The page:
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What is a five-year fixed-rate mortgage

What is a five-year fixed-rate mortgage?

A five-year fixed-rate mortgage allows you to lock in the interest rate on your home loan for five years. That means your monthly repayments will not increase during that time - even if the Bank of England base rate rises.

This can be useful for people on a tight budget or anyone who wants peace of mind that their monthly costs will remain affordable. It’s especially helpful if you think rates are likely to rise over the coming years. However, it usually comes at a higher cost and means that if the Bank of England lowers the base rate, you won’t benefit.

Fixed-rate mortgages are popular with first-time buyers because of the financial security they can provide. There are lots of competing providers, so it pays to shop around and find the best 5-year fixed-rate mortgage.

The other main type of mortgage is a variable-rate mortgage, which includes tracker mortgages and discount-rate mortgages. With these types of mortgages, the interest rate, and thus your repayments, can change from month to month.

Variable-rate mortgages are often good value if the base rate stays steady, but they can leave homeowners facing sharply rising bills if the Bank of England pushes up interest rates. 

How to compare 5-year fixed-rate mortgage deals

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Mojo will find out about your circumstances, check your eligibility, and search across the whole of market to help you secure the best mortgage for your circumstances.

An expert will be on hand to offer help and advice and you will be supported through each step of your mortgage application.

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Should you fix your mortgage for five years 2

Should you fix your mortgage for five years?

Whether or not to fix your mortgage depends on how much flex you have in your monthly budget, what you think rates might do and how important security is to you. If you are worried about how much your mortgage could rise and you can’t afford for interest rates to go up, a five-year fixed rate deal is well worth considering.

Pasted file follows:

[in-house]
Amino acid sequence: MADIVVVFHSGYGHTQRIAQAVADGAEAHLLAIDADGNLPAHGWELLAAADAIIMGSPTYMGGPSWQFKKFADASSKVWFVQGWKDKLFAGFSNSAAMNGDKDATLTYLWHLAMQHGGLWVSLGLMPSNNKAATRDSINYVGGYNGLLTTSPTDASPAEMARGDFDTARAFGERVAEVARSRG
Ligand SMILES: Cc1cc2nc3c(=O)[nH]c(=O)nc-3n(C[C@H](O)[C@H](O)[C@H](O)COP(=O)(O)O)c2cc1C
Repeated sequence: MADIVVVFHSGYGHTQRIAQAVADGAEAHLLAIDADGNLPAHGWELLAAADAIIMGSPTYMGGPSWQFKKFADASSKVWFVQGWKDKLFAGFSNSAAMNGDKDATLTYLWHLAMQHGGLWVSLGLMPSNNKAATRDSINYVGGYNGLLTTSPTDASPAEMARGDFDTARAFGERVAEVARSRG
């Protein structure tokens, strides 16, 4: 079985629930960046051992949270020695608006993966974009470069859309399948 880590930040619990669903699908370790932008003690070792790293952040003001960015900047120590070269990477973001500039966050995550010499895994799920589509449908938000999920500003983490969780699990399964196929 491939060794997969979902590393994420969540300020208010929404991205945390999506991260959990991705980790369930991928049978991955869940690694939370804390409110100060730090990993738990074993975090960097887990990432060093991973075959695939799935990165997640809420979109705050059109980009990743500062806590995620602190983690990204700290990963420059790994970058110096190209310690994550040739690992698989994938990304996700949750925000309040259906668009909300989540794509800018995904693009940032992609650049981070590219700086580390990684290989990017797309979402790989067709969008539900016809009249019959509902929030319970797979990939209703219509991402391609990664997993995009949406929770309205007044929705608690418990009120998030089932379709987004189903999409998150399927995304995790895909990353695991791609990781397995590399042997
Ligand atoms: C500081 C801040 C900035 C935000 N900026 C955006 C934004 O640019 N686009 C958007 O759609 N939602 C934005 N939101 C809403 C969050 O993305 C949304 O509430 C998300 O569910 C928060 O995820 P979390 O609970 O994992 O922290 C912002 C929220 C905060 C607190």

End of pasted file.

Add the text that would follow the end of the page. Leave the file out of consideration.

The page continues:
If you’d prefer not to lock in your mortgage rate for as long as five years, you could also consider a two-year or three-year deal. Alternatively, if you prefer to lock in for even longer, some mortgage lenders offer fixed-rate deals of up to ten years or more. 

Advantages of a five-year fixed-rate mortgage

There are many advantages to taking out a five-year fixed-rate mortgage. These include:

  • Helping you budget by guaranteeing your monthly payments

  • Fixing costs so that they don’t change if the Bank of England base rate goes up

  • Protecting you against banks and building societies increasing their rates

  • Helping you plan for other expenses such as home improvements

  • Reducing how often you need to remortgage and pay associated fees 

Disadvantages of a five-year fixed-rate mortgage

There are also several drawbacks you will need to consider:

  • No benefit if interest rates fall after you’ve locked in

  • Expensive early repayment fees if you want to overpay, move home or remortgage

  • Less flexibility if your financial circumstances change

  • Interest rates are generally higher compared with variable-rate deals

  • Fixed-rate mortgages can have higher arrangement fees 

Find out more about the pros and cons of fixed-rate mortgages

How much deposit do I need to save for a five-year fixed-rate mortgage

How much deposit do I need to save for a five-year fixed-rate mortgage?

The best five-year fixed mortgage deal will depend on how much deposit you have saved. Most lenders will require a deposit of at least 5%, but if you can set aside more, you’ll have a better loan-to-value ratio and will get more attractive offers. That means more affordable repayments and lower interest rates.